Here are four facts about me, of varying degrees of importance: I am a woman. I am a feminist. I am queer. And I love, love, love sport.
Not playing sport, mind you. I was a wing for my hockey team in high school and possessed very little skill beyond enthusiastic ankle hacking - I was what the pundits call “scrappy” and what the opposing team’s parents called “a lawsuit waiting to happen”. I was a butterfly champion in my youth, but retired on top age 13, hanging up my swimming cap forever in favour of drinking in parks and treating my constantly infected nose piercing.
But watching sport? It’s been a part of my life for as long as I can remember. When I got chickenpox in primary school and couldn’t sleep for the itching, my dad sat up with me all night watching the Raiders play American football while checking in on the NBA in ad breaks.
Now that I’m an adult, living in London in a flat of my own (well, a flat that I and two other adults are renting, but close enough), my partner and I get up at dawn to watch the Swans play during the AFL season. We chose this flat partly because it’s close to the Arsenal home ground. Serena Williams was my laptop background for months last year and... look, you get it. Sport. Pretty into it.
This isn’t the first time an athlete has been homophobic. It won’t be the last. But this one hit me particularly hard.
But there’s an asterix next to my fandom; a little niggling thought that says “This isn’t for you”. A fear, lurking behind every vine of a monster dunk that I retweet, that my favourite players are about the let me down.
On December 3 last year, Rajon Rondo, the point guard for the NBA team the Sacramento Kings, was ejected from a game for yelling at official Bill Kennedy. It later emerged that he had been shouting homophobic slurs at Kennedy and, during the media storm that followed, Kennedy came out publicly as a gay man. He was revealing a secret that had long been know within NBA circles. The NBA suspended Rondo for one game and released statements categorically condemning him and supporting Kennedy.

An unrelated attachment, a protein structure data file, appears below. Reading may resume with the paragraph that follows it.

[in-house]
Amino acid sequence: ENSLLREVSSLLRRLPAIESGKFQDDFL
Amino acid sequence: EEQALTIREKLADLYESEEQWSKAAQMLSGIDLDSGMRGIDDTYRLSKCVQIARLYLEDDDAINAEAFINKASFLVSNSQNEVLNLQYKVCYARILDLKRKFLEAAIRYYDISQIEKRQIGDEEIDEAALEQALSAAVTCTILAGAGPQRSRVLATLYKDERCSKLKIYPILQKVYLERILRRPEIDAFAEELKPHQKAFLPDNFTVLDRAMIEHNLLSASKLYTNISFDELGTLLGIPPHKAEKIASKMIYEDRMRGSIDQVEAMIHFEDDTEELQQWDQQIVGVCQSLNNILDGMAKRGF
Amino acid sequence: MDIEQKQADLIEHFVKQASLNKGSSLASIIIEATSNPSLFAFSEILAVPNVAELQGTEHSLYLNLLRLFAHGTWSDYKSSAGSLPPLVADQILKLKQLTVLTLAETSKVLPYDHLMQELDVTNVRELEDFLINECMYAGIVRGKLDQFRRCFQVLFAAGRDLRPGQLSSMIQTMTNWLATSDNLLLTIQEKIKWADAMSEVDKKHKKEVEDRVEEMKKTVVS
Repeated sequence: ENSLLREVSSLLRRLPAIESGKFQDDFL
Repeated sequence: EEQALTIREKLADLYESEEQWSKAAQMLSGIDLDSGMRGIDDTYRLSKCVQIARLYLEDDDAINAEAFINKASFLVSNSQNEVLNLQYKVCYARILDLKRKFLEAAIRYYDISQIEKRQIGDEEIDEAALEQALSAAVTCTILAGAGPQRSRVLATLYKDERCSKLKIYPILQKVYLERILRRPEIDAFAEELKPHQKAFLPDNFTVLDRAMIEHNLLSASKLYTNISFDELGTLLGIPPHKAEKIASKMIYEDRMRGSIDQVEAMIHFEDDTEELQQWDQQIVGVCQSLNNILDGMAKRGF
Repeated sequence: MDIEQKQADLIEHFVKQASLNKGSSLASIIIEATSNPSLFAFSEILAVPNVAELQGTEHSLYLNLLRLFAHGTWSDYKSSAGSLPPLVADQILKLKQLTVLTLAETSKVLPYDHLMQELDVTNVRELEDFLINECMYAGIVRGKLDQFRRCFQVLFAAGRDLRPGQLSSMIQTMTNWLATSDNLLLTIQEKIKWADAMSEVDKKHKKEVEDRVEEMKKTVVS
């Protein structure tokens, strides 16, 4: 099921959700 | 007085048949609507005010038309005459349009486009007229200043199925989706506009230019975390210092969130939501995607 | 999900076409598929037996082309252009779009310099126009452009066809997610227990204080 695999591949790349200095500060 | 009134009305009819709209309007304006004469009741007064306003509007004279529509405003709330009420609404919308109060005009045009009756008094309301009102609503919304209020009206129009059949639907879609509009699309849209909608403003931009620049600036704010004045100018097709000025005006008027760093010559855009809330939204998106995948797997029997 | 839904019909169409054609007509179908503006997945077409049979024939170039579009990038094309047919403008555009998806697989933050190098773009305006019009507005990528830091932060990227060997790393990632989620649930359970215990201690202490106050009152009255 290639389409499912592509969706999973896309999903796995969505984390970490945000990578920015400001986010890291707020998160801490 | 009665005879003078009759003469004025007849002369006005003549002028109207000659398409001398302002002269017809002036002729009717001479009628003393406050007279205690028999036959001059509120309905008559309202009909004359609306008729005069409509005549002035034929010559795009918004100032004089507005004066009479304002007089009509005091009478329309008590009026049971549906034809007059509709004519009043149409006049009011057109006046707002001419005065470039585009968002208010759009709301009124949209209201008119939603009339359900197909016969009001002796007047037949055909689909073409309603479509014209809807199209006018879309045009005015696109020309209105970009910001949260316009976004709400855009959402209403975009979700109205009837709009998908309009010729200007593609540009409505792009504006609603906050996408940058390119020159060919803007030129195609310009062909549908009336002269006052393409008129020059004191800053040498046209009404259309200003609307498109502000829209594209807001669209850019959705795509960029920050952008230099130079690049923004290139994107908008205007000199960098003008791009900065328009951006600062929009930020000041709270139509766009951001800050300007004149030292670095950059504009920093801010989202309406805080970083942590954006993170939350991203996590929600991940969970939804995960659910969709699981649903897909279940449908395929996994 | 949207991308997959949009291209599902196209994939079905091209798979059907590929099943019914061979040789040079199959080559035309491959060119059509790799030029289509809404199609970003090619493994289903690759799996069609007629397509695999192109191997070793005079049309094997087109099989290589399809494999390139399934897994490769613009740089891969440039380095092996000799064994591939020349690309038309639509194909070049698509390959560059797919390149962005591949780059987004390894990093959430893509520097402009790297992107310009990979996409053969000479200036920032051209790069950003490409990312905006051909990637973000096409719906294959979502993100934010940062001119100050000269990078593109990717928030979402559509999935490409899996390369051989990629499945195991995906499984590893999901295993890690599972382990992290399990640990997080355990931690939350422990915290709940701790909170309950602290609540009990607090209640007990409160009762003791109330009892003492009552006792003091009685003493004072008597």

This isn’t the first time an athlete has been homophobic. It won’t be the last. But this one hit me particularly hard. Rondo doesn’t play for the team I support (Oklahoma City Thunder, thanks for asking) and he’s never been one of my favourite figures in the NBA, but I admired his game and enjoyed watching him play. And it reminded me, again, how unknowable are the bigotries of the sportspeople we adore.
The sporting landscape is still overwhelmingly male. Despite the best of intentions even I, a female sports fan, definitely spend more time watching men play than wome. It's a habit which I am aiming to correct. And there are certainly elite female athletes who are openly queer- such as American soccer star Abby Wambach or retired tennis champ Martina Navratilova. So women have been keeping pace with society in terms of LGBT acceptance for quite some time.
But there are still very few out male athletes and with outbursts like Rondo’s being not uncommon, can you blame openly gay men for steering clear? Sure, he was suspended for one game, but he had engaged in hate speech against a colleague - in most jobs, that would be grounds for a sacking. While certain codes are attempting to make changes - most notable being the AFL’s “Pride Cup” and other LGBT friendly initiatives - there is still a heartbreakingly long way to go.
We should feel free to cheer on our teams without fearing that the people we are cheering disapprove of us or our loved ones.
So where does that leave sports fans who are queer or queer allies? I don’t know. I really don’t. I do know that, some time in 2014, I decided to actively ignore NFL for the first time in my life because I simply couldn’t square the sexism of the sport with my own politics and my own existence as a woman. It’s hard to watch a game when you are convinced that the people playing it wouldn’t much care if you were beaten up by their teammate.
Queer fans or queer-allied fans shouldn’t have to make this choice. Sport can be and should be something that brings communities together, rather than excludes people for who we are. We should feel free to cheer on our teams without fearing that the people we are cheering disapprove of us or our loved ones. Players should be able to be themselves without worrying about the reactions of their teammates and fans. It’s important that sporting codes make LGBT acceptance as much a part of the culture as shoe deals and overpriced stadium food. They’re lagging behind history on this one but, hey- we know they’re fast. They can catch up.